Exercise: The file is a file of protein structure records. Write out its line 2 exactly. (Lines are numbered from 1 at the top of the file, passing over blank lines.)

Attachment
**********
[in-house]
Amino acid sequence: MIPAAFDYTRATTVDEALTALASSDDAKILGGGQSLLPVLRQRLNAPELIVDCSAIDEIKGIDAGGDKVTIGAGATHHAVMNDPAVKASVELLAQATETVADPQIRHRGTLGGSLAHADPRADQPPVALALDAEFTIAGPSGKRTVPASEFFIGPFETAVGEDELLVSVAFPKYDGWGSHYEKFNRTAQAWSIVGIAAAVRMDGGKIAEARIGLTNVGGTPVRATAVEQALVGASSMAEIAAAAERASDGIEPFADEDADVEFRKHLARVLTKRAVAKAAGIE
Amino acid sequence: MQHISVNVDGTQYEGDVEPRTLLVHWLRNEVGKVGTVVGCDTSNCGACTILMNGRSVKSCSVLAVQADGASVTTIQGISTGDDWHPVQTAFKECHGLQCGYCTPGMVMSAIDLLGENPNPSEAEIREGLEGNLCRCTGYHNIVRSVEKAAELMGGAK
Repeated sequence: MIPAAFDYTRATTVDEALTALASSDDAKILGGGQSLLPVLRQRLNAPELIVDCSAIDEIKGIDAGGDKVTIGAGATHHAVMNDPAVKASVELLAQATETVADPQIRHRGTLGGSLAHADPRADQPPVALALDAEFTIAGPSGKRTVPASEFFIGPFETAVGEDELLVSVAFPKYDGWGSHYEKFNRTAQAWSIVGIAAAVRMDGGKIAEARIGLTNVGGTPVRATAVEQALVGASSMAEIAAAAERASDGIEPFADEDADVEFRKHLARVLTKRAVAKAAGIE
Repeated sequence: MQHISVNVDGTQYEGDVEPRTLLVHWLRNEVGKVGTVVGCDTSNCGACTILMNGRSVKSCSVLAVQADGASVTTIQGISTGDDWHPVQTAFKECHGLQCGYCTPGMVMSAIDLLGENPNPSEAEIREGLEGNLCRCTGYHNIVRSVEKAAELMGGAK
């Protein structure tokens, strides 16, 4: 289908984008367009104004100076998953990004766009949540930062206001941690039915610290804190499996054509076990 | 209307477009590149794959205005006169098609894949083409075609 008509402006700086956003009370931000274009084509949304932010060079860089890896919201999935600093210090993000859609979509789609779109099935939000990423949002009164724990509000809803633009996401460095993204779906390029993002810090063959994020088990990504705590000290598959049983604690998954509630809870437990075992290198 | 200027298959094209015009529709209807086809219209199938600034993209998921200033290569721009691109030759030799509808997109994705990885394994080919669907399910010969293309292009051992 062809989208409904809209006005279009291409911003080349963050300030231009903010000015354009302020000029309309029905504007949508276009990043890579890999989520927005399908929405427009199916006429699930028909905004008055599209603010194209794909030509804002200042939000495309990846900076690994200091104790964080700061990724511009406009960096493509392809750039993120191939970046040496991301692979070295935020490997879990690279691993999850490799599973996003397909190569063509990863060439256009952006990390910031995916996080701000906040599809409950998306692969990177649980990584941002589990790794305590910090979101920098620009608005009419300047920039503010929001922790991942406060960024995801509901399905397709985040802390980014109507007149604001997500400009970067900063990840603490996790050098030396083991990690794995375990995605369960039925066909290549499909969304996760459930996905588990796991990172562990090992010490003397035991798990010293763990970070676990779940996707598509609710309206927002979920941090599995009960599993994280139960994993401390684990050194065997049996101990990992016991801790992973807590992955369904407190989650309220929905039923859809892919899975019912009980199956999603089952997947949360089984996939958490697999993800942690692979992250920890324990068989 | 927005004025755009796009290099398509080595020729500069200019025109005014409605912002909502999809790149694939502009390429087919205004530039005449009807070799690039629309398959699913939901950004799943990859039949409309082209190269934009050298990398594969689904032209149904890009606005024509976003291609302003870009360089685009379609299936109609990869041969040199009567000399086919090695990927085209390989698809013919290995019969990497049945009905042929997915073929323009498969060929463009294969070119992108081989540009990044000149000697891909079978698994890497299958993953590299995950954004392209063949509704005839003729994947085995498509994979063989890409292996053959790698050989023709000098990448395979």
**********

Amino acid sequence: MIPAAFDYTRATTVDEALTALASSDDAKILGGGQSLLPVLRQRLNAPELIVDCSAIDEIKGIDAGGDKVTIGAGATHHAVMNDPAVKASVELLAQATETVADPQIRHRGTLGGSLAHADPRADQPPVALALDAEFTIAGPSGKRTVPASEFFIGPFETAVGEDELLVSVAFPKYDGWGSHYEKFNRTAQAWSIVGIAAAVRMDGGKIAEARIGLTNVGGTPVRATAVEQALVGASSMAEIAAAAERASDGIEPFADEDADVEFRKHLARVLTKRAVAKAAGIE